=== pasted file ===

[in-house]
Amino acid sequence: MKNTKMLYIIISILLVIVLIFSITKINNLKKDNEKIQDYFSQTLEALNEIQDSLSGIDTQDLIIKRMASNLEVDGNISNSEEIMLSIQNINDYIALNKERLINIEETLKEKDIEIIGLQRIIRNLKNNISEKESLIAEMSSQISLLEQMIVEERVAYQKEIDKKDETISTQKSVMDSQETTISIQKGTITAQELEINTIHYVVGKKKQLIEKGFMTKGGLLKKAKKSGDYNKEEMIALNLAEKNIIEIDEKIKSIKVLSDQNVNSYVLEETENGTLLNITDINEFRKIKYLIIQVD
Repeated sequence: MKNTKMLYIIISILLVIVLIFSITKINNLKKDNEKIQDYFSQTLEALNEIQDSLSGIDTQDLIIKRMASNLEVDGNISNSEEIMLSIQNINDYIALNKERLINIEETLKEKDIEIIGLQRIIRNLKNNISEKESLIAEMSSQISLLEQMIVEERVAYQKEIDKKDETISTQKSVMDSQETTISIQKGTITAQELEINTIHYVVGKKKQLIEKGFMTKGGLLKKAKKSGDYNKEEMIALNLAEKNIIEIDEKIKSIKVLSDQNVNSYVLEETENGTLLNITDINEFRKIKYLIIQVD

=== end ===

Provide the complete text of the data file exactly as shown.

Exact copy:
[in-house]
Amino acid sequence: MKNTKMLYIIISILLVIVLIFSITKINNLKKDNEKIQDYFSQTLEALNEIQDSLSGIDTQDLIIKRMASNLEVDGNISNSEEIMLSIQNINDYIALNKERLINIEETLKEKDIEIIGLQRIIRNLKNNISEKESLIAEMSSQISLLEQMIVEERVAYQKEIDKKDETISTQKSVMDSQETTISIQKGTITAQELEINTIHYVVGKKKQLIEKGFMTKGGLLKKAKKSGDYNKEEMIALNLAEKNIIEIDEKIKSIKVLSDQNVNSYVLEETENGTLLNITDINEFRKIKYLIIQVD
Repeated sequence: MKNTKMLYIIISILLVIVLIFSITKINNLKKDNEKIQDYFSQTLEALNEIQDSLSGIDTQDLIIKRMASNLEVDGNISNSEEIMLSIQNINDYIALNKERLINIEETLKEKDIEIIGLQRIIRNLKNNISEKESLIAEMSSQISLLEQMIVEERVAYQKEIDKKDETISTQKSVMDSQETTISIQKGTITAQELEINTIHYVVGKKKQLIEKGFMTKGGLLKKAKKSGDYNKEEMIALNLAEKNIIEIDEKIKSIKVLSDQNVNSYVLEETENGTLLNITDINEFRKIKYLIIQVD